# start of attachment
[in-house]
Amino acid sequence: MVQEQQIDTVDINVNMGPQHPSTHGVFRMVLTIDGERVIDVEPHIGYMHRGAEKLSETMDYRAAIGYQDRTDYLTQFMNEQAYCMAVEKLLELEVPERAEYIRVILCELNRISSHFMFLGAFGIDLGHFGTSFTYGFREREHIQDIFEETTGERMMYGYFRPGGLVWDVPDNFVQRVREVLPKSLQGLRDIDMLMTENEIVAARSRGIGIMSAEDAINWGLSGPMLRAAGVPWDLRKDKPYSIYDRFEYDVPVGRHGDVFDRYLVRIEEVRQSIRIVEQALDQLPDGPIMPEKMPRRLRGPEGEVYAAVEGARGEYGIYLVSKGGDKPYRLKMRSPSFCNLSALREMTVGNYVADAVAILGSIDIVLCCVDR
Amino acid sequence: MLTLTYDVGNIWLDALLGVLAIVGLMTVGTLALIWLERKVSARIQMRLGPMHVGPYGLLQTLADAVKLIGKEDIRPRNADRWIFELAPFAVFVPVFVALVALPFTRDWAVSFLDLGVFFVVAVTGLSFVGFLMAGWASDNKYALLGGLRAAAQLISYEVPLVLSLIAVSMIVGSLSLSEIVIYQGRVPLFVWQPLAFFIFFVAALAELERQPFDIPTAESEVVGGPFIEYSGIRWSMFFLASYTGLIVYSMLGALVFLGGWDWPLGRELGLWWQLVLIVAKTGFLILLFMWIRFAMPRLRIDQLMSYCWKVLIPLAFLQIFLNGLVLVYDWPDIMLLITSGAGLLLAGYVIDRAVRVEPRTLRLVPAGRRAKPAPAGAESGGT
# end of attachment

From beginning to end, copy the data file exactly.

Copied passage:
[in-house]
Amino acid sequence: MVQEQQIDTVDINVNMGPQHPSTHGVFRMVLTIDGERVIDVEPHIGYMHRGAEKLSETMDYRAAIGYQDRTDYLTQFMNEQAYCMAVEKLLELEVPERAEYIRVILCELNRISSHFMFLGAFGIDLGHFGTSFTYGFREREHIQDIFEETTGERMMYGYFRPGGLVWDVPDNFVQRVREVLPKSLQGLRDIDMLMTENEIVAARSRGIGIMSAEDAINWGLSGPMLRAAGVPWDLRKDKPYSIYDRFEYDVPVGRHGDVFDRYLVRIEEVRQSIRIVEQALDQLPDGPIMPEKMPRRLRGPEGEVYAAVEGARGEYGIYLVSKGGDKPYRLKMRSPSFCNLSALREMTVGNYVADAVAILGSIDIVLCCVDR
Amino acid sequence: MLTLTYDVGNIWLDALLGVLAIVGLMTVGTLALIWLERKVSARIQMRLGPMHVGPYGLLQTLADAVKLIGKEDIRPRNADRWIFELAPFAVFVPVFVALVALPFTRDWAVSFLDLGVFFVVAVTGLSFVGFLMAGWASDNKYALLGGLRAAAQLISYEVPLVLSLIAVSMIVGSLSLSEIVIYQGRVPLFVWQPLAFFIFFVAALAELERQPFDIPTAESEVVGGPFIEYSGIRWSMFFLASYTGLIVYSMLGALVFLGGWDWPLGRELGLWWQLVLIVAKTGFLILLFMWIRFAMPRLRIDQLMSYCWKVLIPLAFLQIFLNGLVLVYDWPDIMLLITSGAGLLLAGYVIDRAVRVEPRTLRLVPAGRRAKPAPAGAESGGT